What’s more, trends can change almost instantaneously, allowing blogs to update their readers with the latest news as often as they choose, whereas most publications are distributed monthly or bi-monthly. Russell et al. (2008:66) agrees, contending that “with increasing opportunities for amateur cultural production, it is clear people are actively resisting the content and practices of mainstream news.” In fact, following this explosion of blogging popularity, PR companies have begun to reserve coveted first row seats at iconic fashion shows for ‘celebrity’ bloggers such as Tavi of ‘Style Rookie’ (Daily Mail, 2009), illustrating the influence they have on information distribution and demonstrating the increasing shift towards online collaboration within the fashion industry. However, it can equally be argued that once popular bloggers reach a certain level of fame, they are approached and supported by companies. For example, Rumi Neely of ‘Fashion Toast’ is now face of US fashion chain Forever 21 (Sunrainey, 2010). This may undermine the independent nature of blogging, still informing readers yet having to vocalize a certain bias towards brands or companies that support the blogger themselves.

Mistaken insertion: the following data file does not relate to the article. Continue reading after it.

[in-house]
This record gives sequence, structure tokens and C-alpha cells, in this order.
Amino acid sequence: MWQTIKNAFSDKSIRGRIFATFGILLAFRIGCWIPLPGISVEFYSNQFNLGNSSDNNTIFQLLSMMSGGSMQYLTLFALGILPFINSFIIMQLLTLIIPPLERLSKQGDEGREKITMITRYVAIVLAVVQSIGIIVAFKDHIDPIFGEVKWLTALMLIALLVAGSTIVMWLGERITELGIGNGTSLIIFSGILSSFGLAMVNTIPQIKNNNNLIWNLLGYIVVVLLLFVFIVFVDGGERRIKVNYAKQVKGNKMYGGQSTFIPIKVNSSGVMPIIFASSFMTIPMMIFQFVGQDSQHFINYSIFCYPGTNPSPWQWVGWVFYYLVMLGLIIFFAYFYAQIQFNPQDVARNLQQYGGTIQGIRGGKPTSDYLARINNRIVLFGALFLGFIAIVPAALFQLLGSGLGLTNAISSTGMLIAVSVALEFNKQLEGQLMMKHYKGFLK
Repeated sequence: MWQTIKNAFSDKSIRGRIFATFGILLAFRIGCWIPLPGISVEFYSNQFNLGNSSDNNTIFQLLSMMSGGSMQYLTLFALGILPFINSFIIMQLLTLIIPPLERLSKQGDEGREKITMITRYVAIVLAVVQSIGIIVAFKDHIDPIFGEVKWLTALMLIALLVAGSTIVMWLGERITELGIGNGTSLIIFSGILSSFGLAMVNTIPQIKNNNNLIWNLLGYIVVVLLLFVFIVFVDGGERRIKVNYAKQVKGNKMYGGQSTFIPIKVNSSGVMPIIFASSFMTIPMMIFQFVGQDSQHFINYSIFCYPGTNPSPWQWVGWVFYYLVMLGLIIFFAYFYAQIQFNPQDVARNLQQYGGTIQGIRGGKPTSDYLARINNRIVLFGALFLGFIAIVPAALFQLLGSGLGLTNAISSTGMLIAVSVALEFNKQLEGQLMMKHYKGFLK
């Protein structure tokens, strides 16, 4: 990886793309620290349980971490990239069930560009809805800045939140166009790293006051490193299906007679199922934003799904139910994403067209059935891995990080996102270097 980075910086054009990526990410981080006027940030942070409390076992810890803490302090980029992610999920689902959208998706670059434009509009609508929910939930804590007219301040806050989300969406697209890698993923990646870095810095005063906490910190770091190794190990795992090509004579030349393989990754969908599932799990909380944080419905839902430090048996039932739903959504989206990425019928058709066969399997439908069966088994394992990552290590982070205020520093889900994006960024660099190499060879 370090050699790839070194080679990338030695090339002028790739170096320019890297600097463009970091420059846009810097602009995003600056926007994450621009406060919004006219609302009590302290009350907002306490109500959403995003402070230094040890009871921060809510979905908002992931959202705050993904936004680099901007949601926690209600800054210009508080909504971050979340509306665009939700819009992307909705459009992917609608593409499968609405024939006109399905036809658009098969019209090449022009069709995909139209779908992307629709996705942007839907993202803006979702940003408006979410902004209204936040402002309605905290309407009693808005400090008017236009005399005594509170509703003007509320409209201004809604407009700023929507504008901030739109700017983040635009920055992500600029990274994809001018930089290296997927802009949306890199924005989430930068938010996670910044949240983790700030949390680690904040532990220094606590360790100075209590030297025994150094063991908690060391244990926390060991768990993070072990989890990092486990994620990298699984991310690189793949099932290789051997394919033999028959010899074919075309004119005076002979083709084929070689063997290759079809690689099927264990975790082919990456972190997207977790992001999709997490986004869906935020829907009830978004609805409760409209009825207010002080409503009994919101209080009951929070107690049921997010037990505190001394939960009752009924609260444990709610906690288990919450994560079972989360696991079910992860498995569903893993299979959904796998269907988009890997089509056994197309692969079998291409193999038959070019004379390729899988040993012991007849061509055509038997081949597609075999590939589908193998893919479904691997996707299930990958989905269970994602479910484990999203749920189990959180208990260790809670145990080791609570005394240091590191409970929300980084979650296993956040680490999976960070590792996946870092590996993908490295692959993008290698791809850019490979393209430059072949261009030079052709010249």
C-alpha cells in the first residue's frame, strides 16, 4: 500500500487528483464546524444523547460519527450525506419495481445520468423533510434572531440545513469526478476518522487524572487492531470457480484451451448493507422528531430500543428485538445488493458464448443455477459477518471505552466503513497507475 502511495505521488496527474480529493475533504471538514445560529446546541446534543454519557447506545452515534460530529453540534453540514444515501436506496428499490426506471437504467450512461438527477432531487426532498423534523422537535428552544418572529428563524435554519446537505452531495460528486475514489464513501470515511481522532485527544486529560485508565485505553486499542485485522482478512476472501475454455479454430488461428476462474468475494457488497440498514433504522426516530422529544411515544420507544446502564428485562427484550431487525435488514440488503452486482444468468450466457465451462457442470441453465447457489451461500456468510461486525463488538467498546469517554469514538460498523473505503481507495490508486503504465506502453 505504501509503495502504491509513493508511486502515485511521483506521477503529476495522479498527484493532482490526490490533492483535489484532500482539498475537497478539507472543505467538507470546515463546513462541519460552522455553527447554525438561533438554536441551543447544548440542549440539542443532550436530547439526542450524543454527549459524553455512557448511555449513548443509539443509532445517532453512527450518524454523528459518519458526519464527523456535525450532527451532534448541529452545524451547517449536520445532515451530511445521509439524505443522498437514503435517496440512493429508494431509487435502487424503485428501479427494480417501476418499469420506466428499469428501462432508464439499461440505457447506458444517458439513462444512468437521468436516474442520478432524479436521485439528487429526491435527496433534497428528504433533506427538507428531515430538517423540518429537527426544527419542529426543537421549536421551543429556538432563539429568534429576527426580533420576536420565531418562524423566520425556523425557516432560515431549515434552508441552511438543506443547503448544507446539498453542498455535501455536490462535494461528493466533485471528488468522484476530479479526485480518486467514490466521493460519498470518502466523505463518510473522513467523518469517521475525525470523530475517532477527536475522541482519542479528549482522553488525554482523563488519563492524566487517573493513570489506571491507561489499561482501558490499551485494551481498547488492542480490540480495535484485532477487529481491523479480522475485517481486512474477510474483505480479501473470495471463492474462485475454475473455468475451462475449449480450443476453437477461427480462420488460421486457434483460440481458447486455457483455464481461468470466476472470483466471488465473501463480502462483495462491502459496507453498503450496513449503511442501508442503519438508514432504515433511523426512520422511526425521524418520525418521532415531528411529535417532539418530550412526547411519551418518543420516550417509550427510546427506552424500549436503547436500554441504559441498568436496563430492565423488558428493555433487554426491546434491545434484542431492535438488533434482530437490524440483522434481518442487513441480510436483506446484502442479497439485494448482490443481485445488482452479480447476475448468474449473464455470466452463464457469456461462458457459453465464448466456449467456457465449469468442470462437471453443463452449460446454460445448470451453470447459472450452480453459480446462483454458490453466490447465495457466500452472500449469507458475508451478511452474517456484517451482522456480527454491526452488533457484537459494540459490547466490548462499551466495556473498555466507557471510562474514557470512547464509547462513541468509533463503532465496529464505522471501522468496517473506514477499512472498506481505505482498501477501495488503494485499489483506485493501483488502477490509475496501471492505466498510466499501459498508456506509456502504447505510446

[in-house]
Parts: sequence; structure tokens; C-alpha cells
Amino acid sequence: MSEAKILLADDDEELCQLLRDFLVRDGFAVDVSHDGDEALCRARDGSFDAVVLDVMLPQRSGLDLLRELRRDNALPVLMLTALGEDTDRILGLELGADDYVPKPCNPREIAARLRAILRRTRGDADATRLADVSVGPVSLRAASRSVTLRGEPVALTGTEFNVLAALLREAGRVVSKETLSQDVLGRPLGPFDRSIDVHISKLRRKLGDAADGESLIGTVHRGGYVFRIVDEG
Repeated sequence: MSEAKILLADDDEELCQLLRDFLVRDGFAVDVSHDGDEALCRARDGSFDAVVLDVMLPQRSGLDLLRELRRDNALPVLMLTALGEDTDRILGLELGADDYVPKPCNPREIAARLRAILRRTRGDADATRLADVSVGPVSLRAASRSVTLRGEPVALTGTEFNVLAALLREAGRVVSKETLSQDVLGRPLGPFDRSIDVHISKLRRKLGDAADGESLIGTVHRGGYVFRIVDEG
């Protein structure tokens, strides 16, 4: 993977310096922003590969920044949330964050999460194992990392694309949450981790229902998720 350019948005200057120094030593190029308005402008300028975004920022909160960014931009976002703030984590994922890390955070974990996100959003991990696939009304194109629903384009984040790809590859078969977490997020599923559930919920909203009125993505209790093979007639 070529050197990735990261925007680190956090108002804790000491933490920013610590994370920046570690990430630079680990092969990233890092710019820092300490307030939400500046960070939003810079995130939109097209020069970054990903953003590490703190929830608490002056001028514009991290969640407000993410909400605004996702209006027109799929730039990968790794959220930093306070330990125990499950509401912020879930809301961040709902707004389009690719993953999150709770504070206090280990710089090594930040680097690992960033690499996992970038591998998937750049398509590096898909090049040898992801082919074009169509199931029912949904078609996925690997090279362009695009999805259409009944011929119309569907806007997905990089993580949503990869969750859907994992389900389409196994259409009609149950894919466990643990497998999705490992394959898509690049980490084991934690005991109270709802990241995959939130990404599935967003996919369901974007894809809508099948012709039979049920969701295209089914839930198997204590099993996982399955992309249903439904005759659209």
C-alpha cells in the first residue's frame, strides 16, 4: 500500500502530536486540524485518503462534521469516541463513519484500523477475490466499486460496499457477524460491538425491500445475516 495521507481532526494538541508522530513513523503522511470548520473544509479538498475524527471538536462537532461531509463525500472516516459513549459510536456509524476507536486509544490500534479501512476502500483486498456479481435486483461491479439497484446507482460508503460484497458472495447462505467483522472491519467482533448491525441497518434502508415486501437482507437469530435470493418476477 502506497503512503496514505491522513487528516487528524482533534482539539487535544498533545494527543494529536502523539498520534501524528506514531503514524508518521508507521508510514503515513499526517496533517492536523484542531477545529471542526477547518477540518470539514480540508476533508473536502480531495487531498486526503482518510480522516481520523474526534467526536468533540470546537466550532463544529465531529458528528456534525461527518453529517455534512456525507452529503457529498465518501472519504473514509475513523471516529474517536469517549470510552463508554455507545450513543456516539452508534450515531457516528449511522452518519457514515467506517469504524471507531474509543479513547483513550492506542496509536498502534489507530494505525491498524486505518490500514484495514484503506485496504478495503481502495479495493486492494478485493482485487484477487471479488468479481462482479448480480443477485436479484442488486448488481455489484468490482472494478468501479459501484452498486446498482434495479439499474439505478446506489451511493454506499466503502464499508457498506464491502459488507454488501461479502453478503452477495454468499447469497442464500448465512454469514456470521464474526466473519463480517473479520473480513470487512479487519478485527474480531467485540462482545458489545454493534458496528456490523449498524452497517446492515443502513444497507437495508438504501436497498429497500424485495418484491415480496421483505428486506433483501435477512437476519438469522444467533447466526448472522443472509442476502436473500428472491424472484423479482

Tommy Ton’s ‘Jak and Jil’ blogs the latest runway fashions the moment they leave the venue. [Photo credit: Tommy Ton, Jak and Jil]

We will always view established fashion magazines as style bibles, but in terms of truly informing the public of new trends and other fashion news, bloggers are the way of the future. They don’t all have Galliano on speed dial, but the instant, accessible, independent and yet collaborative nature of blogging truly connects readers to their passion and in this way, is most effective in conveying information.


Groth Aimee (2011). Inside Anna Wintour’s $350 Billion Power Network. http://www.businessinsider.com/anna-wintour-2011-5 [accessed May 17, 2011]

Russell, Adrienne., Ito, Mizuko., Richmond, Todd., and Tuters, Marc. (2008) ‘Culture: Media Convergence and Networked Culture’ in Varnelis, Kazys. Networked Publics. Cambridge:MIT Press.

Rawi, Maysa (2009). ‘Meet Tavi, 13, the ‘tiny’ blogger with the fashion industry at her feet’, The Daily Mail Online.http://www.dailymail.co.uk/femail/article-1215048/Meet-Tavi-Gevinson-13-tiny-blogger-fashion-industry-feet.html[accessed May 17, 2011]

Anonymous, (2010) Sunrainey.  http://www.sunrainey.com/fashiontoast-rumi-neely-forever-21-new-ad.html [accessed May 17,2011]

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  1. roseanne
    May 27, 2011 at 11:51 am

    This is a great post Phoebe, you’ve really targeted the question well by using the notion of citizen journalism and fashion blogs. It is true that they blur the lines, like you say, between citizen and professional journalism and the ordinary and the celebrity, and that is what makes then so accessible. If the Internet is truly democratic then participation should be universal, and the mix of the producer becoming the consumer is what really makes culture (and aesthetic) sharing so great.